|Tallapoosa County District Attorney||Alexander||Alabama 35010||8 miles|
|Coosa County District Attorney||Ashland||Alabama 36251||16 miles|
|District Attorney of Al||Ashland||Alabama 36251||16 miles|
|Talladega County District Attorney||Talladega||Alabama 35161||28 miles|
|Randolph County Attorney||Wedowee||Alabama 36278||31 miles|
|Chambers County District Attorney||La Fayette||Alabama 36862||33 miles|
|Elmore County District Attorney||Wetumpka||Alabama 36092||39 miles|
|Shelby County District Attorney||Columbiana||Alabama 35051||40 miles|
|St. Clair County District Attorney||Pell||Alabama 35125||42 miles|
|Calhoun County District Attorney||Anniston||Alabama 36201||42 miles|
|Cleburne County District Attorney||Anniston||Alabama 36201||42 miles|
|Lee County District Attorney||Opelika||Alabama 36801||43 miles|
|Chilton County District Attorney||Clanton||Alabama 35045||43 miles|
|Assistant District Attorney||Tuskegee||Alabama 36083||46 miles|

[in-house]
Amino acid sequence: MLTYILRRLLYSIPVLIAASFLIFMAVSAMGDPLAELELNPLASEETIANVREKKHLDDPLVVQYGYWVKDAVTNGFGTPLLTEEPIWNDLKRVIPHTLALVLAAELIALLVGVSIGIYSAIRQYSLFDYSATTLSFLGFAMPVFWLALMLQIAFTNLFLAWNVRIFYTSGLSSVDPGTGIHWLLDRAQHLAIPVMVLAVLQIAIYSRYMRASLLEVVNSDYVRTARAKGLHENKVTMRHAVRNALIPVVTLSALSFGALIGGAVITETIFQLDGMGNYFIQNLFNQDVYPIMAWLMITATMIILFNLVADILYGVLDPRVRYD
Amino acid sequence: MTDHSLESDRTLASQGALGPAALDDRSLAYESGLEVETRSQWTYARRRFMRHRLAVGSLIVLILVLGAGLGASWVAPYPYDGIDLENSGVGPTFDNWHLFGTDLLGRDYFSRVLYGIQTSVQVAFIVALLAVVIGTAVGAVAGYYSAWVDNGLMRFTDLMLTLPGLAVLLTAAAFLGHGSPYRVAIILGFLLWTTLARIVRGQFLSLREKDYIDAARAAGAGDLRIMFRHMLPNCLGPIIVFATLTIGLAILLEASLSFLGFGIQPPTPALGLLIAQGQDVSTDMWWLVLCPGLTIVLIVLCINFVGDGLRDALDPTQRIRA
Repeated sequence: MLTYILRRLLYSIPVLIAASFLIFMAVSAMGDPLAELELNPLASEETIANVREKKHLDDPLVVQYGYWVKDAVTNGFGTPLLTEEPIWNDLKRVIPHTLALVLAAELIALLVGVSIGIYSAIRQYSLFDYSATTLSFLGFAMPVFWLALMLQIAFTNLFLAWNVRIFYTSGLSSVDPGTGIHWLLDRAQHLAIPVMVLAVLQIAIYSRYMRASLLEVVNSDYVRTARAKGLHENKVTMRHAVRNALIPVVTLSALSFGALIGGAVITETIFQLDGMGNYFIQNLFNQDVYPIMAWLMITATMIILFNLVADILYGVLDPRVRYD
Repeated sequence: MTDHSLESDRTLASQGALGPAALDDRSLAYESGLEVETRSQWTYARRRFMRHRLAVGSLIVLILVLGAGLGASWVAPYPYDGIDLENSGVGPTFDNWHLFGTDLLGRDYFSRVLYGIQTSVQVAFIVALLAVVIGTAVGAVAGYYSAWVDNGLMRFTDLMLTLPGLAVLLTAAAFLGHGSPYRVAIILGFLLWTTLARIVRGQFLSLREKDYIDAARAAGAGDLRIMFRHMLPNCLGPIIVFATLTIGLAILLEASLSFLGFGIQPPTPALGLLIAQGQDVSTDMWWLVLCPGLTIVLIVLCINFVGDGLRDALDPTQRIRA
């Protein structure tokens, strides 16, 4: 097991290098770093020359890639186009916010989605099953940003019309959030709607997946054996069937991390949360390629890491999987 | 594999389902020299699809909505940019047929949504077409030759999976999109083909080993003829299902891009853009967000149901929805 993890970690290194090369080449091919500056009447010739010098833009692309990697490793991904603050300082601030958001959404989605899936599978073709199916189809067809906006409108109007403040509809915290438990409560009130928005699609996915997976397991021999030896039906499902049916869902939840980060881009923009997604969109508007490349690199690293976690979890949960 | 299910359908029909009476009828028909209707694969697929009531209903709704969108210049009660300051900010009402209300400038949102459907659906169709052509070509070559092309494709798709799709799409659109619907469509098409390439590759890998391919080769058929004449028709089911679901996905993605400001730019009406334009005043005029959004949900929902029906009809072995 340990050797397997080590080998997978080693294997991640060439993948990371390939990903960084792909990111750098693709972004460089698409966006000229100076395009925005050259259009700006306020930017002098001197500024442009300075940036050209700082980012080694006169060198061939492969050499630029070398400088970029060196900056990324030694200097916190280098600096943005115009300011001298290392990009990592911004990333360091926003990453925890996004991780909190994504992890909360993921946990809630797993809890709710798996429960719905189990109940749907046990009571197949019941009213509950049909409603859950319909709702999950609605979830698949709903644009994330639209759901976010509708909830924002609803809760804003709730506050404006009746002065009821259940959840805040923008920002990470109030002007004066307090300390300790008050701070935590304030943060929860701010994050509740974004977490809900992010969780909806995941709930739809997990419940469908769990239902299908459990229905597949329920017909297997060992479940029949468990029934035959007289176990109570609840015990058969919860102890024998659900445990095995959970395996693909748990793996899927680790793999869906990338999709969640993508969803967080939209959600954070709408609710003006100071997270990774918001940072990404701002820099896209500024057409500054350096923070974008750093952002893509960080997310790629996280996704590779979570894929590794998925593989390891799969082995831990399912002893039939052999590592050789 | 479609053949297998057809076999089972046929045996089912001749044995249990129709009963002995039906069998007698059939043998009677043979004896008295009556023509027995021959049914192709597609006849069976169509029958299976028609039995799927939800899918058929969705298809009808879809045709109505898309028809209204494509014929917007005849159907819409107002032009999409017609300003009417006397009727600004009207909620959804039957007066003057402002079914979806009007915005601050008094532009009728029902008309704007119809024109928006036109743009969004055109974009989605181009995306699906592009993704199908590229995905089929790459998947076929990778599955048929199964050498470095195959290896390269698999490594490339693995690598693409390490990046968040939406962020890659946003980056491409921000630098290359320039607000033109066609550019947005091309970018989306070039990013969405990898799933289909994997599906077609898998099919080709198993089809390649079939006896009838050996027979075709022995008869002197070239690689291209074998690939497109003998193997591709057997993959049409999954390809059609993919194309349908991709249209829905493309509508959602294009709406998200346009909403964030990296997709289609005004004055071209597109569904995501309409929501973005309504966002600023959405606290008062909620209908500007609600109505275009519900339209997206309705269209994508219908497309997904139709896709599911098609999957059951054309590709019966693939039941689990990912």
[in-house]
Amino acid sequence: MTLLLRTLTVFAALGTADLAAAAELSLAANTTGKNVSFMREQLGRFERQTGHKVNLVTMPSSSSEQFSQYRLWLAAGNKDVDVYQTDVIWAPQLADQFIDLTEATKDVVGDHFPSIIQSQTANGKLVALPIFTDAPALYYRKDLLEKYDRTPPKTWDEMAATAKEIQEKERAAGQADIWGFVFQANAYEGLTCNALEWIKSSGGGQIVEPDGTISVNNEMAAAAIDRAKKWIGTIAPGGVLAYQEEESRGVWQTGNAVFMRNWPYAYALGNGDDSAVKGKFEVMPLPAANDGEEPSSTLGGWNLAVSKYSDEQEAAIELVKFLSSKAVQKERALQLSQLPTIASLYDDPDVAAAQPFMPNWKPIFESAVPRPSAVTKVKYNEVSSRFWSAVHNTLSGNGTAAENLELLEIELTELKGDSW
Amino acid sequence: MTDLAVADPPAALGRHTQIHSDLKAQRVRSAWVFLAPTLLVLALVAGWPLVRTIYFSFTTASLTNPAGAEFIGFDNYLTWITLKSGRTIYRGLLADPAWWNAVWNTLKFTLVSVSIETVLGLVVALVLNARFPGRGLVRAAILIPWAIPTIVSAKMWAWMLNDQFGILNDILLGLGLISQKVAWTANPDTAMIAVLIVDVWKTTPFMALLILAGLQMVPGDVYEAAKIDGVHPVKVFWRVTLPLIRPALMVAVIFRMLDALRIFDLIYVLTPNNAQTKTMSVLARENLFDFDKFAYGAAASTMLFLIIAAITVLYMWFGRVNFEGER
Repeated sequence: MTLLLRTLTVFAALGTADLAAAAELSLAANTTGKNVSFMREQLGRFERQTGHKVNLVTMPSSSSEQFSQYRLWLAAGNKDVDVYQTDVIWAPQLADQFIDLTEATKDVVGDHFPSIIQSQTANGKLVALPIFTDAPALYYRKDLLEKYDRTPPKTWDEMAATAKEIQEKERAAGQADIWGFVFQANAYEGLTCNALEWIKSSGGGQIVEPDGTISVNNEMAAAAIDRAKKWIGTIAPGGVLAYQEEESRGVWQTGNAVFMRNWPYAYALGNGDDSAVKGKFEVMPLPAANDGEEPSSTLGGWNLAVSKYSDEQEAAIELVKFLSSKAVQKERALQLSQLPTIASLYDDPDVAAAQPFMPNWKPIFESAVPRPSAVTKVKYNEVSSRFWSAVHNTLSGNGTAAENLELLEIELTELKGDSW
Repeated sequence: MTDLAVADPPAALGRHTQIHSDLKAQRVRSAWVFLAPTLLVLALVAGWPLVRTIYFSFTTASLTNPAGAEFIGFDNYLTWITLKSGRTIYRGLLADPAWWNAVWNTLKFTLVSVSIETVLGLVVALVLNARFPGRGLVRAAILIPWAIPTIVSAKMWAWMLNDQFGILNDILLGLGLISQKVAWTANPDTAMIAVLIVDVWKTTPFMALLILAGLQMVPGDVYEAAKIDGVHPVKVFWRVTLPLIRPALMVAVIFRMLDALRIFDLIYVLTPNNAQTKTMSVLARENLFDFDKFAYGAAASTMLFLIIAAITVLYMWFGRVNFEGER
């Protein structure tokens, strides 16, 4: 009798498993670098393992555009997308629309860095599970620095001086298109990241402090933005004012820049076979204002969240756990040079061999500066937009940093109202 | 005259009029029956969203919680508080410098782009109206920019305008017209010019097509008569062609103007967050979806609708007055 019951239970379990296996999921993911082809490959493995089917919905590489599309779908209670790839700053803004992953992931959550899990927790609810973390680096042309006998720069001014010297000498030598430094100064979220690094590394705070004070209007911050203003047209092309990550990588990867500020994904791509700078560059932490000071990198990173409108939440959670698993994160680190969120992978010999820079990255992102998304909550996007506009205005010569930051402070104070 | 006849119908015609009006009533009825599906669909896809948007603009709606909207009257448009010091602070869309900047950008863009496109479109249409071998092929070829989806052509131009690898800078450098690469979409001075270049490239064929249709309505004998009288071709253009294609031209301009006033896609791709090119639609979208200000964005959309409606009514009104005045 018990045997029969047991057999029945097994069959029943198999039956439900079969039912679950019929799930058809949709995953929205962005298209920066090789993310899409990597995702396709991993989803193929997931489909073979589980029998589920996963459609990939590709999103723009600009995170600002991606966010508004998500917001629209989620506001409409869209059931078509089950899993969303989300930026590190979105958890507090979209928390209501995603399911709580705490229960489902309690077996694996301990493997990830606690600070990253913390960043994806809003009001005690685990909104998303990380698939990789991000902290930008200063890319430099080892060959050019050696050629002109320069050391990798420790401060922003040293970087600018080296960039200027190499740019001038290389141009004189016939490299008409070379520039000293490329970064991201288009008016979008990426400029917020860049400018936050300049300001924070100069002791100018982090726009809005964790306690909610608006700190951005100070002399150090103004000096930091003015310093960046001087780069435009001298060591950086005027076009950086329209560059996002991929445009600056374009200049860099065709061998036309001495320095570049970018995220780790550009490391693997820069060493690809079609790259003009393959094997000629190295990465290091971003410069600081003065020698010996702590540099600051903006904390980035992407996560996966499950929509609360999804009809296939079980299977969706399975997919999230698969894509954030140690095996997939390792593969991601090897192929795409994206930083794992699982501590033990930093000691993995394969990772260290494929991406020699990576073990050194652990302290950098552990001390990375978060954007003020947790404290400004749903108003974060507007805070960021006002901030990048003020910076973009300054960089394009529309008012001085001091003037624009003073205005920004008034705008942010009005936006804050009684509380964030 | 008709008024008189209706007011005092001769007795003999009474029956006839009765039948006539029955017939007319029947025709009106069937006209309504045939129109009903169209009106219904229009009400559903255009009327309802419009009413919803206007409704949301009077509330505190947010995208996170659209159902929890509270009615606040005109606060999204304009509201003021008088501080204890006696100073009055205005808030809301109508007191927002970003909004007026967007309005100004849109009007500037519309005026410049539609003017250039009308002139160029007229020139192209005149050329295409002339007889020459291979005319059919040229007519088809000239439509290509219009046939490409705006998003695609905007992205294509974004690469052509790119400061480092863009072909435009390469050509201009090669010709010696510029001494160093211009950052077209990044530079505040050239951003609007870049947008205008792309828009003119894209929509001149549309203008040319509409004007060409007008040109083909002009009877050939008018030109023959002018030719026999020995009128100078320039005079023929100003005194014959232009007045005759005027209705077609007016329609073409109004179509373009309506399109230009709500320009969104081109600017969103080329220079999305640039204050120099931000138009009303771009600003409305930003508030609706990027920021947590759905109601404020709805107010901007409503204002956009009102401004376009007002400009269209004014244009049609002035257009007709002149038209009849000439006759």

District attorneys (DAs) are the highest-ranking law enforcement officials in their jurisdictions. Their authority is usually county-wide, although some district attorneys represent large cities. As long as they have probable cause, district attorneys have complete discretion in filing charges against individuals. Informed by police investigations, district attorneys may charge anyone with misdemeanors or felonies.
District attorneys review the available evidence and assess witness credibility to determine whether a suspect may have committed a particular crime. A DA may charge a suspect directly or may refer the evidence to a grand jury to consider an indictment against a suspect.
District attorneys are responsible for prosecuting defendants in court. They present the evidence and arguments to a judge or jury, oppose the arguments of a criminal defense attorney, and work to obtain a conviction against the defendant.